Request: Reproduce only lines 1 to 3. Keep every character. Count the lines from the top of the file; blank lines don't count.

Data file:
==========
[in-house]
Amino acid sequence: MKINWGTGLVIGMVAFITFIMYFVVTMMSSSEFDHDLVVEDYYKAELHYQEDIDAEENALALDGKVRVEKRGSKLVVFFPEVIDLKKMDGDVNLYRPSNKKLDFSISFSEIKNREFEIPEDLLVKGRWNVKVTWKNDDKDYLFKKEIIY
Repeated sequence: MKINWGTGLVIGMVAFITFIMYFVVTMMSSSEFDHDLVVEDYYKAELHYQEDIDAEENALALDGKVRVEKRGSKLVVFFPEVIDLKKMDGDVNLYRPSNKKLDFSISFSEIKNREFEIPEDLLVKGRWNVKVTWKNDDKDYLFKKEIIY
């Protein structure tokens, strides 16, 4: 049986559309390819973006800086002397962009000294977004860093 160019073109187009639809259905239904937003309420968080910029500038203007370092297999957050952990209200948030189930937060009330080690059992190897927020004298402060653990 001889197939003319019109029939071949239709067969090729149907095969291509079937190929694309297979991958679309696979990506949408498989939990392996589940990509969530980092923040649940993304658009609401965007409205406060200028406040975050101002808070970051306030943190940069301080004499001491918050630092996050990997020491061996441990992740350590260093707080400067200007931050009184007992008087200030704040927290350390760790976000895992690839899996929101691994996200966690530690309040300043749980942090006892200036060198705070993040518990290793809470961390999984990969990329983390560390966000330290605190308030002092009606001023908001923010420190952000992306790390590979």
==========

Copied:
[in-house]
Amino acid sequence: MKINWGTGLVIGMVAFITFIMYFVVTMMSSSEFDHDLVVEDYYKAELHYQEDIDAEENALALDGKVRVEKRGSKLVVFFPEVIDLKKMDGDVNLYRPSNKKLDFSISFSEIKNREFEIPEDLLVKGRWNVKVTWKNDDKDYLFKKEIIY
Repeated sequence: MKINWGTGLVIGMVAFITFIMYFVVTMMSSSEFDHDLVVEDYYKAELHYQEDIDAEENALALDGKVRVEKRGSKLVVFFPEVIDLKKMDGDVNLYRPSNKKLDFSISFSEIKNREFEIPEDLLVKGRWNVKVTWKNDDKDYLFKKEIIY